Clinical evaluation and characterisation of corneal vascularisation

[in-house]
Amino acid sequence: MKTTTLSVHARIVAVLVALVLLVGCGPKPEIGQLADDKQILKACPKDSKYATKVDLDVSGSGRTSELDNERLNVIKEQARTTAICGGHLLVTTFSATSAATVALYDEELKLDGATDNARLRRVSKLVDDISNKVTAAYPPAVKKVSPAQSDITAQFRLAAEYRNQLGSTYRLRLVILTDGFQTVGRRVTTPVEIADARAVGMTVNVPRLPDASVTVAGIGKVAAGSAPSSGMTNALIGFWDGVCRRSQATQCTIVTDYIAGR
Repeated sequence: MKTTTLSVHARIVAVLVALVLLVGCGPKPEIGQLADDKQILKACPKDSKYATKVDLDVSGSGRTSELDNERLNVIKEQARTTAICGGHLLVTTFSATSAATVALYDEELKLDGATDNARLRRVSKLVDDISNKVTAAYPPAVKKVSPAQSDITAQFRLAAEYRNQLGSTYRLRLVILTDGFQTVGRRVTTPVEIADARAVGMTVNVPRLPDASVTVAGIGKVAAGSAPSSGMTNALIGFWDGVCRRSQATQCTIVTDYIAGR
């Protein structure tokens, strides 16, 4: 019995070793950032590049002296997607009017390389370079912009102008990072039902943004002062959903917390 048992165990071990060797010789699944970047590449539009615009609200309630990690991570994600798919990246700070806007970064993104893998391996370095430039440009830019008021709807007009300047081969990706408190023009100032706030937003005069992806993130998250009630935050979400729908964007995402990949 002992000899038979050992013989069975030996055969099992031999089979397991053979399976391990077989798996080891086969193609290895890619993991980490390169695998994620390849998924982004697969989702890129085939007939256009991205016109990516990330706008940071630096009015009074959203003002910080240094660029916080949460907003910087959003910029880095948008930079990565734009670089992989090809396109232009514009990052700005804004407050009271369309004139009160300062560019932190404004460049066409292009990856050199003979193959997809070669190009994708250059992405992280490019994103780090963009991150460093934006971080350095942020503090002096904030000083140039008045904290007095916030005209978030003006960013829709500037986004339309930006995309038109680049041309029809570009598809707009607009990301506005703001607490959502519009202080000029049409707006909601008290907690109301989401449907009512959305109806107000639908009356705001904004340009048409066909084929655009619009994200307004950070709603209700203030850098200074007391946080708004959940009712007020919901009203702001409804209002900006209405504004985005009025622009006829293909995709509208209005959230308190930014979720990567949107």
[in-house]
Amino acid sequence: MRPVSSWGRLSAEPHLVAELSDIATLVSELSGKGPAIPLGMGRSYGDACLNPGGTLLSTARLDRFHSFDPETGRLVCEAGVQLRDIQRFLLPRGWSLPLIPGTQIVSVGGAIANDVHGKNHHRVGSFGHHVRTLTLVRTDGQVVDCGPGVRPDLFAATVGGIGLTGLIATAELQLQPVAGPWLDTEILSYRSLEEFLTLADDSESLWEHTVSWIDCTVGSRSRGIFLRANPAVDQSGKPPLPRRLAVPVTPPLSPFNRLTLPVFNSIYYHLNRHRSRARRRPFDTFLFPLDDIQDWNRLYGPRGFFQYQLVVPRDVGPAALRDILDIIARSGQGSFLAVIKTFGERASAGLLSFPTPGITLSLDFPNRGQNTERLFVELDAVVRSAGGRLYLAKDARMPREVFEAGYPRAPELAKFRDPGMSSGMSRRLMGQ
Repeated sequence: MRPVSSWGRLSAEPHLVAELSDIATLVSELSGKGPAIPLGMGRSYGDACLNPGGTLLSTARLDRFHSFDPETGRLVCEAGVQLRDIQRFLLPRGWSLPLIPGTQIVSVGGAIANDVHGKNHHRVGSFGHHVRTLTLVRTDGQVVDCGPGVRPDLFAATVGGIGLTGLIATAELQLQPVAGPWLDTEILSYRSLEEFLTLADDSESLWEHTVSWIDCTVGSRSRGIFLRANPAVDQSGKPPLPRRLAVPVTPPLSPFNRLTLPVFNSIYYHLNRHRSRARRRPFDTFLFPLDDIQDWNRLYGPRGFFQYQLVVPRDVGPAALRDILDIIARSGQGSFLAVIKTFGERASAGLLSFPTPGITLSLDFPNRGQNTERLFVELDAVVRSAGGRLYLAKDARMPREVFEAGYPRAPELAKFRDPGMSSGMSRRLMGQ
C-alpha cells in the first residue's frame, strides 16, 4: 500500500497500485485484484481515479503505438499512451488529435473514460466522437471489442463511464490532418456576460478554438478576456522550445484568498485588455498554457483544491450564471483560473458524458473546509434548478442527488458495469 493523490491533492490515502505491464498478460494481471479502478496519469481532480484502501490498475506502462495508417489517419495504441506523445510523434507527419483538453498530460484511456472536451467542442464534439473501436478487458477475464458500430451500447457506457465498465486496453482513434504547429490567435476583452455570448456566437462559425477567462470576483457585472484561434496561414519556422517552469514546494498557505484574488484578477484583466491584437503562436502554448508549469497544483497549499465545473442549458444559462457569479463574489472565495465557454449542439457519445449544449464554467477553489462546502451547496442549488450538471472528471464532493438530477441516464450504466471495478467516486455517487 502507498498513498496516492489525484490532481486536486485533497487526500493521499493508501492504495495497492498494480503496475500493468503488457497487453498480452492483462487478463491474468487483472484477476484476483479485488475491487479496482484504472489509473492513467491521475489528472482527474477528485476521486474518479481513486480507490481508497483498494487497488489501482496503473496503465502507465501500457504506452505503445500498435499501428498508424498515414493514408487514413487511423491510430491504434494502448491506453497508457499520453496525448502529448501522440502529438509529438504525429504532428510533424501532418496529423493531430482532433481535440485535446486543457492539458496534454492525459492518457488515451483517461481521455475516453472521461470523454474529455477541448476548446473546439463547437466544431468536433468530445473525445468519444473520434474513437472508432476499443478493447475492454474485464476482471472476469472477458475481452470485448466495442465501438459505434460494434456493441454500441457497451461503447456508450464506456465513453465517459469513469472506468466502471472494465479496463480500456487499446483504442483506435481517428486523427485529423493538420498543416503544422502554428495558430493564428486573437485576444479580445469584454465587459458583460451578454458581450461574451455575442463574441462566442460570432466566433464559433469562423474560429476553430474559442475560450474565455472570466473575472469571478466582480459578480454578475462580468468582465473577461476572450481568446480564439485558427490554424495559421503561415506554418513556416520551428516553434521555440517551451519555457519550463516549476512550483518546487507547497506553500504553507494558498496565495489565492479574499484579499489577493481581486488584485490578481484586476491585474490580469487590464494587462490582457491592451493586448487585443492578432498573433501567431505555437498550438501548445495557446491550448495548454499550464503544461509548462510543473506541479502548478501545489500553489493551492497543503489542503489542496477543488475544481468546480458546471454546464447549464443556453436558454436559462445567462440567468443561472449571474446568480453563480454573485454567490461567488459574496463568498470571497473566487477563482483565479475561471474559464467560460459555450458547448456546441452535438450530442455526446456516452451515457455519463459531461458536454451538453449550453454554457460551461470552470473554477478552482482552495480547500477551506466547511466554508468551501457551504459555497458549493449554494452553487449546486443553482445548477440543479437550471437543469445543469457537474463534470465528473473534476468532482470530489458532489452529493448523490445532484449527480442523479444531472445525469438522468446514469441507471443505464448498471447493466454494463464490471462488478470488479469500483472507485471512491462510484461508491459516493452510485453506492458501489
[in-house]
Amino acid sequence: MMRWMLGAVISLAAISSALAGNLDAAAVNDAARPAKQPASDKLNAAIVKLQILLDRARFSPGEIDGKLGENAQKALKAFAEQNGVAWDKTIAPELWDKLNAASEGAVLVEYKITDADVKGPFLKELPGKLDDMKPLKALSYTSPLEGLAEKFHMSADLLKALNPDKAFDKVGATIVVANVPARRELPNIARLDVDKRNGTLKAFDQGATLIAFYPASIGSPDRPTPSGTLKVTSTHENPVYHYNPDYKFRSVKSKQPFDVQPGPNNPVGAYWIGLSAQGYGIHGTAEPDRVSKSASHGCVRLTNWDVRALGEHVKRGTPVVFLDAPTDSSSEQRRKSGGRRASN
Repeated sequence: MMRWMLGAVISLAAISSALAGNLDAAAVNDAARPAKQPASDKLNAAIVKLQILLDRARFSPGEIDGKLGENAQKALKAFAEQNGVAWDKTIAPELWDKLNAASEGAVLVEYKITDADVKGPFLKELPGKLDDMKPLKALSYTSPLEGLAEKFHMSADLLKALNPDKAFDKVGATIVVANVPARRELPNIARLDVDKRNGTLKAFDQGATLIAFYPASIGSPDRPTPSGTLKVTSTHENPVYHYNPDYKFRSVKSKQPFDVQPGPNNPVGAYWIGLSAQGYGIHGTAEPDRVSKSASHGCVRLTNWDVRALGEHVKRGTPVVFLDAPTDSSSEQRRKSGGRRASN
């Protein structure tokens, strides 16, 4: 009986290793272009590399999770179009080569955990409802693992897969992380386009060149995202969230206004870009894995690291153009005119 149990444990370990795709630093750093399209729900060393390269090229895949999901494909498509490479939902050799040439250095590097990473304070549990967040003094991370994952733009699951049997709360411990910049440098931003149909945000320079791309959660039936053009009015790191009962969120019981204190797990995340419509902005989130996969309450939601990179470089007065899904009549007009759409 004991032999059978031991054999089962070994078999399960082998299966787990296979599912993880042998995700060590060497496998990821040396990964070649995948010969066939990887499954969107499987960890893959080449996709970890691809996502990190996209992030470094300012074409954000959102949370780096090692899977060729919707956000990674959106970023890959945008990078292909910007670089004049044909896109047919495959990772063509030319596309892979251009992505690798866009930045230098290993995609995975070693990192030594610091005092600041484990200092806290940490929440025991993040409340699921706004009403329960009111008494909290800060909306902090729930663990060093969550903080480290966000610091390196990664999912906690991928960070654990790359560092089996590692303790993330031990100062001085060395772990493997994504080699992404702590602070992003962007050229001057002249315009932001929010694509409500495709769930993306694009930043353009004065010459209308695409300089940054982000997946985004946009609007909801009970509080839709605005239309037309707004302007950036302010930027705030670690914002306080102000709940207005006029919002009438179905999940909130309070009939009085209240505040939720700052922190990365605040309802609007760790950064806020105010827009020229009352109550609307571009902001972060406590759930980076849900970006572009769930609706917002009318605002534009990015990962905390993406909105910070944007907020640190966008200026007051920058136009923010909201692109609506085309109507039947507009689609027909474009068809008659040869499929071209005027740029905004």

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Background/aimsTo clinically characterise corneal neovascularisation (CVas) with a view to elaborate clinical presentations and to standardise descriptors for clinical evaluation and research.MethodsCorneas of 165 patients with CVas due to a variety of corneal pathologies were observed clinically with the slit lamp biomicroscope and photography at different time points over the course of their disease. Parameters assessed included location, depth, length, branching pattern, colour, lipid leakage, nature of blood flow and presence of haemorrhage. A clinical grading of CVas was applied.ResultsCVas can arise from the limbus, conjunctiva and iris. CVas preferentially travels along planes created by corneal incisions, suture tracks and lamellar keratoplasty, both deep lamellar and endothelial keratoplasty. CVas also principally follows the depth of pathology. CVas can be classified into active young, active old, mature, partially regressed and regressed. Herpetic infection was the most common cause of lipid keratopathy. Acanthamoeba keratitis induced the least amount of vascularisation. A simple and efficient clinical grading system for ascertaining the severity of CVas was developed and validated.ConclusionsThe various clinical characteristics of CVas described in this study can be used to standardise the nomenclature and description of CVas and clinically grade its severity. As modern, effective methods of treating CVas are being introduced, it is important that there is uniformity in the descriptors used to establish baseline values and evaluate outcomes of treatment. The parameters established in this study can help in this regard.

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